Friday, September 25, 2009

JC Decaux should backpedal on iPhone app threat

I'm quoted in today's Irish Times on the threats made by JC Decaux against Fusio resulting in their taking down their Dublin Bikes App.

Leave aside for a moment the PR stupidity of this strategy.

Ignore if you will the dubious legal basis of their claim. (Without going into the finer points of copyright in facts, database rights, clickwrap agreements or possible passing off, the vague nature of their complaint - "Following our conversion, I confirm that you do not have the rights to use the information published on the web site In particular the data concerning the stations is the property of JCDecaux and cannot be used without our prior authorisation" - makes it clear that they have little idea what they are talking about.)

Think instead about the issue of principle. A body which is operating in partnership with Dublin City Council is attempting to stop an Irish company from providing - free of charge - facts to the public about the service which they offer, without giving any justification for doing so, and without offering an alternative of their own. (I'm happy to see that at least some of our politicians understand the absurdity of this.)

I spoke to the press office in Dublin City Council today, who made it clear that they regard this matter as nothing to do with them. But why not? DCC were happy to work with Fusio to develop the app. Is there no provision in their contract with JCD establishing an obligation to provide information to the public about the service? Will they make sure that future contracts address this type of situation? (And - while I'm on the topic of the contract - why does JCD own the domain Is there any provision in the contract for the domain to revert to DCC on its expiry?)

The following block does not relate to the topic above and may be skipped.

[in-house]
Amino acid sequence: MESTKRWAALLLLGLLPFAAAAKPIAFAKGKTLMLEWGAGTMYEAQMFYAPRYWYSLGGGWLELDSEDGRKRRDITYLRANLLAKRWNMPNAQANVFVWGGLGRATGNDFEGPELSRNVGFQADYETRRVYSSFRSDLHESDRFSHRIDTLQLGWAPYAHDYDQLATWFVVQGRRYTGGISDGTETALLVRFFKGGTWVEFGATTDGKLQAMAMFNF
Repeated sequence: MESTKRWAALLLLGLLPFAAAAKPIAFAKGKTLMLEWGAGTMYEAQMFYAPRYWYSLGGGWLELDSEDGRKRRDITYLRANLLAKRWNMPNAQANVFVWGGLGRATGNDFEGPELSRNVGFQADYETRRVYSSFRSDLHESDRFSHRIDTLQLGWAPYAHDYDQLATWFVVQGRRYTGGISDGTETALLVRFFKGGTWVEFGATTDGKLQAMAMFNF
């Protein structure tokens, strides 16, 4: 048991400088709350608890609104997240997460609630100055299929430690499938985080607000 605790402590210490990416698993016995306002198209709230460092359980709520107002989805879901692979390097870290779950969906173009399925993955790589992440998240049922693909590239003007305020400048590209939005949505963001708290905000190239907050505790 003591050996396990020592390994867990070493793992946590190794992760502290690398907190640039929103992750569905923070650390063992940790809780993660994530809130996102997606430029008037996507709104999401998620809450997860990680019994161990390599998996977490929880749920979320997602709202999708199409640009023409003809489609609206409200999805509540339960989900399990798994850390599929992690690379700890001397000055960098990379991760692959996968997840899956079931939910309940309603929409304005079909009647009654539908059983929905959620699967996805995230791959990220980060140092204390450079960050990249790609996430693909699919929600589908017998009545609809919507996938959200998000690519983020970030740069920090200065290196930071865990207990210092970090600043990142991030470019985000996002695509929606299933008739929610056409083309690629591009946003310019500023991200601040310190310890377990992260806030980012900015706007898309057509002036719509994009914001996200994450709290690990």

1 comment:

  1. Whilst claiming copyright and IP on information that is and should be public domain is quite detrimental to the general progress of society. I especially think this issue is morally wrong, especially that the app in question is not monetizing this information it is providing a service.

    It is exactly this kind of thinking that made me slightly paranoid and to take down and stop developing an interactive screen scraping application for Translink route data to present in a more usable format (Northern Ireland's transport service).